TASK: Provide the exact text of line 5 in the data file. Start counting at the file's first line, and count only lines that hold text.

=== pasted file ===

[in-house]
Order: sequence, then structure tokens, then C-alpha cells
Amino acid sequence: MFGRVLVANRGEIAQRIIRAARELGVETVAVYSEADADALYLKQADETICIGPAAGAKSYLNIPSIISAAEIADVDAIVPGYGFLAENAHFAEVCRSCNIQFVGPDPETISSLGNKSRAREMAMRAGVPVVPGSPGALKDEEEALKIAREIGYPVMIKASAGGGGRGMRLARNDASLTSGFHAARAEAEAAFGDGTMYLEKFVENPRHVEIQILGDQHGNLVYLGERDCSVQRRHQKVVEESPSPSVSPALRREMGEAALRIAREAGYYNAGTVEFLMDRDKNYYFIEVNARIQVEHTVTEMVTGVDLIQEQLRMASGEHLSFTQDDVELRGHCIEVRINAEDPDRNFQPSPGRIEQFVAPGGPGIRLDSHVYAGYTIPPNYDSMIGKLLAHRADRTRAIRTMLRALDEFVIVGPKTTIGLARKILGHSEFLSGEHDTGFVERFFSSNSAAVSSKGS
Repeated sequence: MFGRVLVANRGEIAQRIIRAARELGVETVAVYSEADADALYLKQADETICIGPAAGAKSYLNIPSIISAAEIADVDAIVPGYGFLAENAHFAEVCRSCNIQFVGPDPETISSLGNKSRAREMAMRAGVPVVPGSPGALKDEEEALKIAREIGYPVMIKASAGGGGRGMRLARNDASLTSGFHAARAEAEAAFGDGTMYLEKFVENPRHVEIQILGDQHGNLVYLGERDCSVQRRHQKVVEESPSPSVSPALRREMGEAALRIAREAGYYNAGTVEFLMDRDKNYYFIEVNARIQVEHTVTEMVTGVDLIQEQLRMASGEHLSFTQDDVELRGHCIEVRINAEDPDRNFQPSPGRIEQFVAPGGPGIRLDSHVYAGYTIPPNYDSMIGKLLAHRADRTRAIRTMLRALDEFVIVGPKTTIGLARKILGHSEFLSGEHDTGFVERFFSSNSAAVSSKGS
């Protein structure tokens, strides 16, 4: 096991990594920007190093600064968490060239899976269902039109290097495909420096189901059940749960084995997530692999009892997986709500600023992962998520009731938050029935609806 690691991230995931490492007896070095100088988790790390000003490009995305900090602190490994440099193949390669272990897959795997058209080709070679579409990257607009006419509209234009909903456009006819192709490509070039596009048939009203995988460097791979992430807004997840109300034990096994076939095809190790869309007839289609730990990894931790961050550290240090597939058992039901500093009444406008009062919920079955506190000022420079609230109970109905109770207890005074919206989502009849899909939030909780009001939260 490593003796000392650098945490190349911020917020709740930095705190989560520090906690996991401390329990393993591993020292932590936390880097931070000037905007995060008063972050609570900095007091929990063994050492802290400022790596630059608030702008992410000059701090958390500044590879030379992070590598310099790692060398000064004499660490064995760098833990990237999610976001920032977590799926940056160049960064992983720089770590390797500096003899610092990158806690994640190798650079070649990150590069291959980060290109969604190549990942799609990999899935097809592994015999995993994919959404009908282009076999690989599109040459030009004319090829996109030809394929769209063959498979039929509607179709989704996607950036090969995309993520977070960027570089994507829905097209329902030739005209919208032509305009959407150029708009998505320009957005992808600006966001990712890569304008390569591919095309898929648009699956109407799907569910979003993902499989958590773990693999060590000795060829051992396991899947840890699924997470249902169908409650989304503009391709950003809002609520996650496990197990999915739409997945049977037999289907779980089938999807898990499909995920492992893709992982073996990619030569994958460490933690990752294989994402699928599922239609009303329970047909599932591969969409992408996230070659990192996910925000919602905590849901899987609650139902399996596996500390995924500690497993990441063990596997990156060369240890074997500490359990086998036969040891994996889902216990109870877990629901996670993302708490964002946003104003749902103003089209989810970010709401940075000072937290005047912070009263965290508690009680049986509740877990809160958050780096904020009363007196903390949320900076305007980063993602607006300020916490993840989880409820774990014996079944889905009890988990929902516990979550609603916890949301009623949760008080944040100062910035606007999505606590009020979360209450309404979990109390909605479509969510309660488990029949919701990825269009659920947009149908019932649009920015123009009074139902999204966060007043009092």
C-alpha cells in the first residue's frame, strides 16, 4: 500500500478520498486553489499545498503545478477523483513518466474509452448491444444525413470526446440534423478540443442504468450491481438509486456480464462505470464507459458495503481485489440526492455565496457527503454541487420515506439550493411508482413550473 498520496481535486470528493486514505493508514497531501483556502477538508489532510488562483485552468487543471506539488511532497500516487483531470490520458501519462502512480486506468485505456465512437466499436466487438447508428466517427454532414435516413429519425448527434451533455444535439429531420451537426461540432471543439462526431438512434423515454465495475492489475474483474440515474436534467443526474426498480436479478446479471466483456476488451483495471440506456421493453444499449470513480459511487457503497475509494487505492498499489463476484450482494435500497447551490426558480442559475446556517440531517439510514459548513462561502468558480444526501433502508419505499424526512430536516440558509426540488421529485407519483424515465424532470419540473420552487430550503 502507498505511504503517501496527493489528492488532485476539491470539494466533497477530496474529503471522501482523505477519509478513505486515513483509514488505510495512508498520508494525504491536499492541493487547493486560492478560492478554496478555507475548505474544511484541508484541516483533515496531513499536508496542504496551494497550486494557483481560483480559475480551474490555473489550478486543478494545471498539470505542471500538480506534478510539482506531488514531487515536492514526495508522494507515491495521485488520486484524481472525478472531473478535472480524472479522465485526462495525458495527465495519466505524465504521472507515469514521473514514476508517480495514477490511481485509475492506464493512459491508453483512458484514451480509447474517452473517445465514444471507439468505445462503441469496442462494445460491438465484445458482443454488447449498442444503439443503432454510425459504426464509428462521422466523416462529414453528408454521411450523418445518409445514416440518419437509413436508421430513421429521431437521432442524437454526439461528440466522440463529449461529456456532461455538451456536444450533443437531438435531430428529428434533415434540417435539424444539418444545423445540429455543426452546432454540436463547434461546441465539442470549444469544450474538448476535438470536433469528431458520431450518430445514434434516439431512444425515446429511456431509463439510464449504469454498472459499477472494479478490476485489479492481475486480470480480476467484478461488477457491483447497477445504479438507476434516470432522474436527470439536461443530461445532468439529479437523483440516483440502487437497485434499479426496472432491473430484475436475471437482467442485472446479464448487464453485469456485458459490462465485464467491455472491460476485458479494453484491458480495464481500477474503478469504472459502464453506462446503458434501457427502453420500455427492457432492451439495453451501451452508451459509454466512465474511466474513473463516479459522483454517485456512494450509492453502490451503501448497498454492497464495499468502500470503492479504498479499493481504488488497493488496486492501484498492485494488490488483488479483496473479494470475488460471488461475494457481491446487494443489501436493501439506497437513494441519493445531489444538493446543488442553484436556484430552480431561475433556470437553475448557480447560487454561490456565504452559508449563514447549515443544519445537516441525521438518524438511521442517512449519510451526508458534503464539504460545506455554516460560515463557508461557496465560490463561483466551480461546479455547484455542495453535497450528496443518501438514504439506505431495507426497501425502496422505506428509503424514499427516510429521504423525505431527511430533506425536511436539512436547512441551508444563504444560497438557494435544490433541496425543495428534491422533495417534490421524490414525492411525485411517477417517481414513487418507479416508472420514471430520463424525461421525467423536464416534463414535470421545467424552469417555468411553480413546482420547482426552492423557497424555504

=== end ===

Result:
């Protein structure tokens, strides 16, 4: 096991990594920007190093600064968490060239899976269902039109290097495909420096189901059940749960084995997530692999009892997986709500600023992962998520009731938050029935609806 690691991230995931490492007896070095100088988790790390000003490009995305900090602190490994440099193949390669272990897959795997058209080709070679579409990257607009006419509209234009909903456009006819192709490509070039596009048939009203995988460097791979992430807004997840109300034990096994076939095809190790869309007839289609730990990894931790961050550290240090597939058992039901500093009444406008009062919920079955506190000022420079609230109970109905109770207890005074919206989502009849899909939030909780009001939260 490593003796000392650098945490190349911020917020709740930095705190989560520090906690996991401390329990393993591993020292932590936390880097931070000037905007995060008063972050609570900095007091929990063994050492802290400022790596630059608030702008992410000059701090958390500044590879030379992070590598310099790692060398000064004499660490064995760098833990990237999610976001920032977590799926940056160049960064992983720089770590390797500096003899610092990158806690994640190798650079070649990150590069291959980060290109969604190549990942799609990999899935097809592994015999995993994919959404009908282009076999690989599109040459030009004319090829996109030809394929769209063959498979039929509607179709989704996607950036090969995309993520977070960027570089994507829905097209329902030739005209919208032509305009959407150029708009998505320009957005992808600006966001990712890569304008390569591919095309898929648009699956109407799907569910979003993902499989958590773990693999060590000795060829051992396991899947840890699924997470249902169908409650989304503009391709950003809002609520996650496990197990999915739409997945049977037999289907779980089938999807898990499909995920492992893709992982073996990619030569994958460490933690990752294989994402699928599922239609009303329970047909599932591969969409992408996230070659990192996910925000919602905590849901899987609650139902399996596996500390995924500690497993990441063990596997990156060369240890074997500490359990086998036969040891994996889902216990109870877990629901996670993302708490964002946003104003749902103003089209989810970010709401940075000072937290005047912070009263965290508690009680049986509740877990809160958050780096904020009363007196903390949320900076305007980063993602607006300020916490993840989880409820774990014996079944889905009890988990929902516990979550609603916890949301009623949760008080944040100062910035606007999505606590009020979360209450309404979990109390909605479509969510309660488990029949919701990825269009659920947009149908019932649009920015123009009074139902999204966060007043009092």